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The GOP grabs socialism as 2020 lifeline

Illustration: Lazaro Gamio/Axios

For the first time since the midterms, Republicans find themselves playing offense as they push "socialism vs. freedom" as an opening 2020 message.

Why it matters: Giddy House Republicans hope they can ride this message into 2020 — just as Dems seized their winning 2018 midterm message as soon as House Rs voted in 2017 to weaken protections for pre-existing conditions.

  • The Green New Deal introduced by Rep. Alexandria Ocasio-Cortez has become a powerful symbol of the issue that President Trump teed up in his State of the Union address when he said: "[W]e renew our resolve that America will never be a socialist country."
  • The liberal proposals of Democrats' 2020 candidates, most notably Sen. Elizabeth Warren's "wealth tax," give Republicans more ammunition.
  • Senate Majority Leader Mitch McConnell tells Fred Barnes in a Wall Street Journal opinion piece about Ocasio-Cortez: "I can pretty safely say this is the first time in my political career that I thought the essence of America was being debated."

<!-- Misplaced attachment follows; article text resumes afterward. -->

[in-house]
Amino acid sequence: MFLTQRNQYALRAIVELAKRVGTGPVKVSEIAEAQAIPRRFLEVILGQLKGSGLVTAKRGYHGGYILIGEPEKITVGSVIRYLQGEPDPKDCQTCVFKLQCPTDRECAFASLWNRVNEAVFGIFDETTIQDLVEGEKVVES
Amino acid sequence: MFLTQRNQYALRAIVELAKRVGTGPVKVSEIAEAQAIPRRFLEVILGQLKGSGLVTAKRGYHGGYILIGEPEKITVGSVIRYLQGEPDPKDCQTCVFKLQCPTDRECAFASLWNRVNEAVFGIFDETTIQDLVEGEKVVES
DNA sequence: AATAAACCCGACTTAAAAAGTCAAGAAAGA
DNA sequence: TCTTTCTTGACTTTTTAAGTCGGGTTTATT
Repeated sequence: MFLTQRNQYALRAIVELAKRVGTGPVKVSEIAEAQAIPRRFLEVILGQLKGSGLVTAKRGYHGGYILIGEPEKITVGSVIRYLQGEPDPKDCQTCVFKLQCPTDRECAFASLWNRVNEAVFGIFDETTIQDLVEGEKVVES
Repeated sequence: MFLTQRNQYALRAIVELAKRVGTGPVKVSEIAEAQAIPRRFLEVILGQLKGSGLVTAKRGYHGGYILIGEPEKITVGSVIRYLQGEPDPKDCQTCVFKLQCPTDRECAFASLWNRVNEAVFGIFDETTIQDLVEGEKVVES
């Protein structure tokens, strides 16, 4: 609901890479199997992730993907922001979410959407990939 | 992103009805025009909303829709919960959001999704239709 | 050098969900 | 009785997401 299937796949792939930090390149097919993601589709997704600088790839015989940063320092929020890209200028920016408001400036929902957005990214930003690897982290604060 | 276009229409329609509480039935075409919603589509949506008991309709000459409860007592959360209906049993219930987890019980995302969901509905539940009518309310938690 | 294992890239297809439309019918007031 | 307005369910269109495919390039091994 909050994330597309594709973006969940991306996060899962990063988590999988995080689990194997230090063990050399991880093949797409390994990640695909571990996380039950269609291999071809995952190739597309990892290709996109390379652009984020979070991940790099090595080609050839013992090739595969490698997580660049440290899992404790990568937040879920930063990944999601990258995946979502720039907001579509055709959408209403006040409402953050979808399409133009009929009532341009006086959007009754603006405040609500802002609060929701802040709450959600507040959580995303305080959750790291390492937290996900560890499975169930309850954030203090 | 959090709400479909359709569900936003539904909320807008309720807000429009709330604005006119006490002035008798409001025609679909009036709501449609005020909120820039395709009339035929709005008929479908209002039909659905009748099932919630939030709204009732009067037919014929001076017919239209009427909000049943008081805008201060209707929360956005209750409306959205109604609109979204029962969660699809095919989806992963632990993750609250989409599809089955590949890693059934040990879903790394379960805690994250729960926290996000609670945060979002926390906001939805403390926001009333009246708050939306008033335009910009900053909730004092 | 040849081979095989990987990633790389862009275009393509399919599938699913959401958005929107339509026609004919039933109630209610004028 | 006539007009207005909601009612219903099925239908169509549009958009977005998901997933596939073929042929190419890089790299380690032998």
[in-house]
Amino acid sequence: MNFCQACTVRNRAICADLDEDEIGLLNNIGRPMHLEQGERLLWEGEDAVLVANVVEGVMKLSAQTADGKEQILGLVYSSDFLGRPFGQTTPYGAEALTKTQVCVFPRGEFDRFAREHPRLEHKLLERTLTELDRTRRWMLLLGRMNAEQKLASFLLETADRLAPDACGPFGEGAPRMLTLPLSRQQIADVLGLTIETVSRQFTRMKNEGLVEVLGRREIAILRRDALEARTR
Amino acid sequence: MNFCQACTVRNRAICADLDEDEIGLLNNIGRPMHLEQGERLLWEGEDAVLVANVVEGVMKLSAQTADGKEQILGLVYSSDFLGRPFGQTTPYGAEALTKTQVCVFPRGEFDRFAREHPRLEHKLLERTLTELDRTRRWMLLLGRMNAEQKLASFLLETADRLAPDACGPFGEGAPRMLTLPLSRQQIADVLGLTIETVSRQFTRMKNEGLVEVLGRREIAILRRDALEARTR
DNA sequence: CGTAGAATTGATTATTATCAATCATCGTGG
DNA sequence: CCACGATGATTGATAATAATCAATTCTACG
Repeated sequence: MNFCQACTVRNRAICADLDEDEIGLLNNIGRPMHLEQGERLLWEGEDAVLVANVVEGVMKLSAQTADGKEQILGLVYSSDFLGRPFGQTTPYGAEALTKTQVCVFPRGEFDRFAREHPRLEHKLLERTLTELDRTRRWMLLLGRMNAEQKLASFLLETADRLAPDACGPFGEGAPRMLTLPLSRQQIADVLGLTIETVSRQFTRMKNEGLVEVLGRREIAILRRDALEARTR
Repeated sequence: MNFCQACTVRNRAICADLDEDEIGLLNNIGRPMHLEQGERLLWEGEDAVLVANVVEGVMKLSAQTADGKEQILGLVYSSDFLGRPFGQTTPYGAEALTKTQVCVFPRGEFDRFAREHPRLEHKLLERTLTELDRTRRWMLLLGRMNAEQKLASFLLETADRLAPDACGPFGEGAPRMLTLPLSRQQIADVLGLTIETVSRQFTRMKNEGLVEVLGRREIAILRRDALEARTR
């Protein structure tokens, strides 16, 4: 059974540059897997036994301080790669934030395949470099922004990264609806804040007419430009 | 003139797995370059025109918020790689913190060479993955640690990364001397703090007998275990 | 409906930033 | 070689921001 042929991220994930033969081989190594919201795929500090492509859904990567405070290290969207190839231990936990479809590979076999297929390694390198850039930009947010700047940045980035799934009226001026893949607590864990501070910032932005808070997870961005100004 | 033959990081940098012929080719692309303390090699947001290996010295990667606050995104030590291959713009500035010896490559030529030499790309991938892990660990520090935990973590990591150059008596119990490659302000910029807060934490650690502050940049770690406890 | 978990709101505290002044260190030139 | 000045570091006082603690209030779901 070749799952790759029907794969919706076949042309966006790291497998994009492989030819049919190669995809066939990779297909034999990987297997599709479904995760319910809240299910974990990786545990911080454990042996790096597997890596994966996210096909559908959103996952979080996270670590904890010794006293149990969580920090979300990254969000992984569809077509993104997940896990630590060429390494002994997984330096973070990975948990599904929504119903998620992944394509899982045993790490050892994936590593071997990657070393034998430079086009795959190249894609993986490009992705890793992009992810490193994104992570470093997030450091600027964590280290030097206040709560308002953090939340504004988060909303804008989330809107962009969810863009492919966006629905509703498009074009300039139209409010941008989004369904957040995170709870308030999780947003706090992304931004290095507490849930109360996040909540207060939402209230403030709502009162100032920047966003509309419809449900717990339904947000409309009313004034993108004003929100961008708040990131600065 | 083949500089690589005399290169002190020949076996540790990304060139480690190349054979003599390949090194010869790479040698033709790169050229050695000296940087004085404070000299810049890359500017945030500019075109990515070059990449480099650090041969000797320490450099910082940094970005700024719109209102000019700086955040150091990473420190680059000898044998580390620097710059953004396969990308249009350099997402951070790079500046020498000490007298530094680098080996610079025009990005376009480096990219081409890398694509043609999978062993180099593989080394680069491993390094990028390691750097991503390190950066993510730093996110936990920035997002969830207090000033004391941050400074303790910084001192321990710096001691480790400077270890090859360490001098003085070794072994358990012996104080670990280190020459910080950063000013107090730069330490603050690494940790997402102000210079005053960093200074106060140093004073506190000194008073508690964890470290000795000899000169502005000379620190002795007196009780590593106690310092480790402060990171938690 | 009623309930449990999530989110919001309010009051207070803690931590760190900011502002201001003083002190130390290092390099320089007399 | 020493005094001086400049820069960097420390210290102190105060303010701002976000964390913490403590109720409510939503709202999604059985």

Republicans have long demagogued by branding Democrats "socialists." Now, some Democrats are helping by self-identifying.

  • The term — rarely defined by those who throw it around — packed more of a punch when the memory of the Cold War was fresh.
  • Polling shows younger Americans are souring on capitalism, and don’t find the label "socialist" so scary.
  • And an Axios/SurveyMonkey poll last month found 70% of voters want the economic system reformed, with 58% saying it's skewed toward the wealthy.
  • So soaking the rich may turn out to be pretty darn popular.

Republicans taking an early victory lap on "socialism" may eventually find it hard to defend not raising taxes on billionaires. And the 2020 Democrats are wary of being branded "socialist":

  • Even Warren has said: "I am a capitalist."
  • And Sen. Kamala Harris said yesterday in New Hampshire: "I am not a democratic socialist."

Be smart: Republicans are loving the moment but are rightly wary: They know it could change quickly — either because of something Trump says or new facts that emerge from investigations by special counsel Robert Mueller or House Democrats.

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